dm_control: Software and Tasks for Continuous Control
The dm_control software package is a collection of Python libraries and task suites for reinforcement learning agents in an articulated-body simulation. A MuJoCo wrapper provides convenient bindings to functions and data structures. The PyMJCF and Composer libraries enable procedural model manipulation and task authoring. The Control Suite is a fixed set of tasks with standardised structure, intended to serve as performance benchmarks. The Locomotion framework provides high-level abstractions and examples of locomotion tasks. A set of configurable manipulation tasks with a robot arm and snap-together bricks is also included.
dm_control is publicly available at https://github.com/deepmind/dm_control
A public colab notebook with a tutorial for dm_control software is available here.
- An autogenerated MuJoCo Python wrapper provides full access to the underlying engine.
- PyMJCF is a Document Object Model, wherein a hierarchy of Python Entity objects corresponds to MuJoCo model elements.
- Composer is the high-level “game engine” which streamlines the composing of Entities into scenes and the defining observations, rewards, terminations and general game logic.
- The Locomotion framework introduces several abstract Composer entities such as the Arena and Walker, facilitating locomotion-like tasks.
- The Control Suite, including a new quadruped and dog environment.
- Several locomotion tasks, including soccer.
- Single arm robotic manipulation tasks using snap-together bricks.
Exploiting MuJoCo’s support of names for all model elements, we allow strings to index and slice into arrays. So instead of writing:
fingertip_height = physics.data.geom_xpos[7, 2]
...using obscure, fragile numerical indexing, you can write:
fingertip_height = physics.named.data.geom_xpos['fingertip', 'z']
leading to a much more robust, readable codebase.
The PyMJCF library creates a Python object hierarchy with 1 : 1 correspondence to a MuJoCo model. It introduces the attach() method which allows models to be attached to one another. For example, in our tutorial we create procedural multi-legged creatures by attaching legs to bodies and creatures to the scene.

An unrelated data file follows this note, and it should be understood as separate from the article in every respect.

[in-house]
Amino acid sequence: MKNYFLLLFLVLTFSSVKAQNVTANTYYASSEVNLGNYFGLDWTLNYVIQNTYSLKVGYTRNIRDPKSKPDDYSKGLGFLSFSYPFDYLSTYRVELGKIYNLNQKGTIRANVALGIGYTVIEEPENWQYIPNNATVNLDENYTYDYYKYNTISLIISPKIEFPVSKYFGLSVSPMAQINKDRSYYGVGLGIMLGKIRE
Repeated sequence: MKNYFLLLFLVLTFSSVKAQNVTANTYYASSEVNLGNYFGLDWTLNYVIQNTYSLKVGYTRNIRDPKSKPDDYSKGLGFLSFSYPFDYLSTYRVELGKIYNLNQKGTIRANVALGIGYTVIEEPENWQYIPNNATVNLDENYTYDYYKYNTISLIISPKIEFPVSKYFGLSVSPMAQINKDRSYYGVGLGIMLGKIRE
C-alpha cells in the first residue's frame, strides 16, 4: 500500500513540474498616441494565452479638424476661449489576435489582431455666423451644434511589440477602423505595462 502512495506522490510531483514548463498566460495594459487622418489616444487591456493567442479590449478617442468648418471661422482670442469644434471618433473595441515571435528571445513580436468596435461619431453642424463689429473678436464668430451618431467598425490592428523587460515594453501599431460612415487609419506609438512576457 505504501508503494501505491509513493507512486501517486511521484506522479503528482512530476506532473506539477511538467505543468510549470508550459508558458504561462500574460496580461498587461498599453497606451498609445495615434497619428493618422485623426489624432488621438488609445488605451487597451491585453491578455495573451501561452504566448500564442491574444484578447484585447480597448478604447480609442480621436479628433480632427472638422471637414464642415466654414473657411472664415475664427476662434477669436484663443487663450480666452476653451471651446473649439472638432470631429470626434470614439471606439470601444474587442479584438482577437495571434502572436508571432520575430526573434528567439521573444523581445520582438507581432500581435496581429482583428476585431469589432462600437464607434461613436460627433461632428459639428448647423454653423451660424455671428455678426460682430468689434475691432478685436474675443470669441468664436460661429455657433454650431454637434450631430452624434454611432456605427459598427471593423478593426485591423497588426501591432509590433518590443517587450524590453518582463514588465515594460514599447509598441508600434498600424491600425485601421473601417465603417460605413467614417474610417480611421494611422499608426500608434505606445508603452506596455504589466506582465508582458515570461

Composer is the “game engine“ framework, which defines a particular order of runtime function calls, and abstracts the affordances of reward, termination and observation. These abstractions allowed us to create useful submodules:
composer.Observable: An abstract observation wrapper which can add noise, delays, buffering and filtering to any sensor.
composer.Variation: A set of tools for randomising simulation quantities, allowing for agent robustification and sim-to-real via model variation.
The Locomotion framework introduced the abstractions:
Walker: A controllable entity with common locomotion-related methods, like projection of vectors into an egocentric frame.
Arena: A self-scaling randomized scene, in which the walker can be placed and given a task to perform.
For example, using just 4 function calls, we can instantiate a humanoid walker, a WallsCorridor arena and combine them in a RunThroughCorridor task.
CMU Humanoid solving the RunThroughCorridor task
New Control Suite domains
- A generic quadruped domain with a passively stable body.
- Several pure locomotion tasks (e.g. walk, run).
- An escape task requiring rough terrain navigation.
- A fetch task requiring ball dribbling.
- An elaborate model based on a skeleton commissioned from leo3Dmodels.
- A challenging ball-fetching task that requires precision grasping with the mouth.
A fast-paced montage of dm_control based tasks from DeepMind: